A Jury in the Meth-related criminal conspiracy case Republic of Palau vs. Nicanor Gates, which ended in a guilty verdict this week, heard testimony that another defendant in the alleged conspiracy was tipped off about a Narcotics Enforcement Agency sting-action by a tip-off that could have come from within the judicial system.
Julio Kazou, from the island of Angaur, will face trial later this year on drug charges. It is understood that he intends to contest the charges and as such the presumption of innocence fully applies to him.
At the trial of Nicanor Gates, who was alleged and convicted by jurors of having conspired to import over 160 grams of Methamphetamine into the Republic of Palau via a parcel sent from California, Narcotics Enforcement Agency (NEA) director Ismael Aguon provided testimony regarding what happened when the drug-filled parcel arrived in Palau. Julio Kazou, he testified under oath, may have been tipped off, from an as yet unidentified source within the court system about an NEA controlled delivery operation.
At Nicanor Gates’ trial, an NEA agent testified that after the parcel containing the dangerous illegal drugs was intercepted by authorities at Koror Post Office, the NEA carried out a controlled delivery operation. As part of this operation, authorities would allow the parcel to be handed out to whomever came to pick it up, while conducting surveillance in an unmarked police car. The agent alleged that George Remeliik went to pick up this parcel, and was later stopped and questioned by the NEA. At this questioning, at which according to the NEA agent standard civil-rights related Miranda warnings may not have been provided to the suspect Remeliik, though he was told he had a right not speak, Remeliik is alleged to have testified that the package with the drugs was in fact ultimately for Julio Kazou. A controlled delivery operation was arranged with Remekiik’s cooperation, where he rode the public boat to Angaur to deliver the parcel, repackaging it as instructed by Kazou on the phone. However, Kazou delayed the delivery, ultimately never taking receipt of it. It later emerged, it is alleged that due to a tip-off, Kazou already knew police were investigating.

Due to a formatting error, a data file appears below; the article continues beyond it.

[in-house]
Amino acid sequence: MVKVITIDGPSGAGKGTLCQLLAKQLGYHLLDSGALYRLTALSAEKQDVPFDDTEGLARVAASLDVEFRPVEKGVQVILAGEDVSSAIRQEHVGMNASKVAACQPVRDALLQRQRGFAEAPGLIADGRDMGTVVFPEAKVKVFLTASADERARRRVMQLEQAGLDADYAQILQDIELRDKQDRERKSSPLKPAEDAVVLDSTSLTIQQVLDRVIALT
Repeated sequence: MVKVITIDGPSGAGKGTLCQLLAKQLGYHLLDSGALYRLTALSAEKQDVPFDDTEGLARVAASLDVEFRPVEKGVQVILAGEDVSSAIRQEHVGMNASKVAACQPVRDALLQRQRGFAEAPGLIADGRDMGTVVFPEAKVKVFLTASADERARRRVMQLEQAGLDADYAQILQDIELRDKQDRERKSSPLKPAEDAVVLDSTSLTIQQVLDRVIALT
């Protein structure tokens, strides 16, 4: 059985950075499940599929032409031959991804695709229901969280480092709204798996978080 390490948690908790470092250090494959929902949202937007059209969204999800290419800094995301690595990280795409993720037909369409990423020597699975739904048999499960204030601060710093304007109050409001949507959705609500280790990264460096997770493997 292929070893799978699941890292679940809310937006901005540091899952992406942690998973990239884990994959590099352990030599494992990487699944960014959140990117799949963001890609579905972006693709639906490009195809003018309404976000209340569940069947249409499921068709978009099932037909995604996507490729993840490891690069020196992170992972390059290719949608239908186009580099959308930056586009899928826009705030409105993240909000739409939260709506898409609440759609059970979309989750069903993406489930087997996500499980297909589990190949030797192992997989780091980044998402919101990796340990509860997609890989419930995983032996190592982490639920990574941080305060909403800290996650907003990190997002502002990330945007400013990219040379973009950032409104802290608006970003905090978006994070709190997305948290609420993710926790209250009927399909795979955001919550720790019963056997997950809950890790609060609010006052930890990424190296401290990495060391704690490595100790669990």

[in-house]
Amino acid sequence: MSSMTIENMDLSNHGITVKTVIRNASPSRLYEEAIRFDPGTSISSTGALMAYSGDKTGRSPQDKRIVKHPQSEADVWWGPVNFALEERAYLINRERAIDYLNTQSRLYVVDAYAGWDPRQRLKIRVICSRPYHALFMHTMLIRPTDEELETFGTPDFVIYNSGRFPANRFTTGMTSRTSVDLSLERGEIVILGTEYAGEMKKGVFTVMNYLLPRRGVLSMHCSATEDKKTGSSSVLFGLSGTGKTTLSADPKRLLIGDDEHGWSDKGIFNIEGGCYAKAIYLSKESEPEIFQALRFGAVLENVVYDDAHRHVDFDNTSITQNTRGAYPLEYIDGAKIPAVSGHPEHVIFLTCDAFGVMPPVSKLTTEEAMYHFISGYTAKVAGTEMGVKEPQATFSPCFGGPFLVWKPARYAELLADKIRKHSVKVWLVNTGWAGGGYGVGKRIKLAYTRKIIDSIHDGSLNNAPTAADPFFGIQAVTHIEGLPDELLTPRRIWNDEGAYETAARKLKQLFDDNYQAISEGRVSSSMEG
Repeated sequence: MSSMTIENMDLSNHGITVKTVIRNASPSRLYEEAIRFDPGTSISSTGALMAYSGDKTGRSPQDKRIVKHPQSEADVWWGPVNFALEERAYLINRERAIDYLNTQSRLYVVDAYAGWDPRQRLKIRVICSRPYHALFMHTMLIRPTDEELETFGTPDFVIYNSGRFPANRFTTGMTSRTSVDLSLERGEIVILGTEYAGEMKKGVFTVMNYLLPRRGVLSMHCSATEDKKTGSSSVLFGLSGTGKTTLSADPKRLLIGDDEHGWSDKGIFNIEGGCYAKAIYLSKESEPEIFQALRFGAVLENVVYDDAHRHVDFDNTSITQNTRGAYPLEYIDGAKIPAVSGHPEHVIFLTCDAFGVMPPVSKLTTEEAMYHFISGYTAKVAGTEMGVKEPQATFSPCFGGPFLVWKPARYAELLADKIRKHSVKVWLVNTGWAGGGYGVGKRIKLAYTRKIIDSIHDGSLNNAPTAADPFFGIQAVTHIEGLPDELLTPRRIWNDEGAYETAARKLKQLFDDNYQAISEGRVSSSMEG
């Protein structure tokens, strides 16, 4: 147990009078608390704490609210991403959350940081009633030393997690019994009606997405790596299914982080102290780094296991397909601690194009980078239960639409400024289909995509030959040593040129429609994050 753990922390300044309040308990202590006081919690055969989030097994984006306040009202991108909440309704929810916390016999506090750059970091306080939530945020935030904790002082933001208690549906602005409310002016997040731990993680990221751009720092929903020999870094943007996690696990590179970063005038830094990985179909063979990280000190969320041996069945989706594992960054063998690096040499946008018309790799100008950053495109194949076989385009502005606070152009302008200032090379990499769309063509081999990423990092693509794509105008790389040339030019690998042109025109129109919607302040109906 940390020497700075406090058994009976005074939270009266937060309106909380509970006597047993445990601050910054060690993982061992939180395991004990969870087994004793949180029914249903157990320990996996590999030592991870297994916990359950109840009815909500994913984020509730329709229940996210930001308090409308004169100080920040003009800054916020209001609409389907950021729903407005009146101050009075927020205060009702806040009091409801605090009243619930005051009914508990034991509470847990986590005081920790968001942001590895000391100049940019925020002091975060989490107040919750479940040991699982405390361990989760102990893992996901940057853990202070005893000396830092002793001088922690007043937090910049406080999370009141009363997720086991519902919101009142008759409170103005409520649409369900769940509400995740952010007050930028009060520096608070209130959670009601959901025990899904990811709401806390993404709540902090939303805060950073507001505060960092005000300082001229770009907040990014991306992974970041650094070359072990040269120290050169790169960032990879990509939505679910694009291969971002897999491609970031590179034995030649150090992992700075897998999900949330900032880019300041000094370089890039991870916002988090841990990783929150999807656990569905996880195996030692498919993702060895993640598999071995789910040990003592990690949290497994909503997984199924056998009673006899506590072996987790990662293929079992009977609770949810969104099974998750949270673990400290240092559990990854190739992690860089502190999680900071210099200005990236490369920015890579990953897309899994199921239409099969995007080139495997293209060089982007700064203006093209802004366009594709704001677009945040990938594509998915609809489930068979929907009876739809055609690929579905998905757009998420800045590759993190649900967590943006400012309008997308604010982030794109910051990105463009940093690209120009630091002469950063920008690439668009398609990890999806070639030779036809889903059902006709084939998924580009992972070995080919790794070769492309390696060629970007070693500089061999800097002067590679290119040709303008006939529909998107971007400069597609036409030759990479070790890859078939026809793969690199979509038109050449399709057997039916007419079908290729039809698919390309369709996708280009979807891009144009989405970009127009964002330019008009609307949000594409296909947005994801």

As a result, the operation did not lead to Kazou being caught taking receipt in Angaur of the meth-filled parcel from a person, George Remeliik, whom it is alleged he had sent to pick up for him at the post-office in Koror.
Asked about the allegations, the Office of the Special Prosecutor informed the Island Times in a hand-delivered written letter on Thursday afternoon, before a verdict had been handed down in the case of Republic of Palau vs. Nicanor Gates, that the Office of the Special Prosecutor would not be able to comment on ongoing proceedings.
“As the case is not yet concluded, it would be inappropriate for us to make any comments. Upon completion of the case, we will be able to follow up on any testimony that may lend itself to investigation by our office. We take all information seriously….”, stated Special Prosecutor April Dawn Cripps in the letter. (Colin C. Cortbus/Reporting from the Supreme Court in Koror)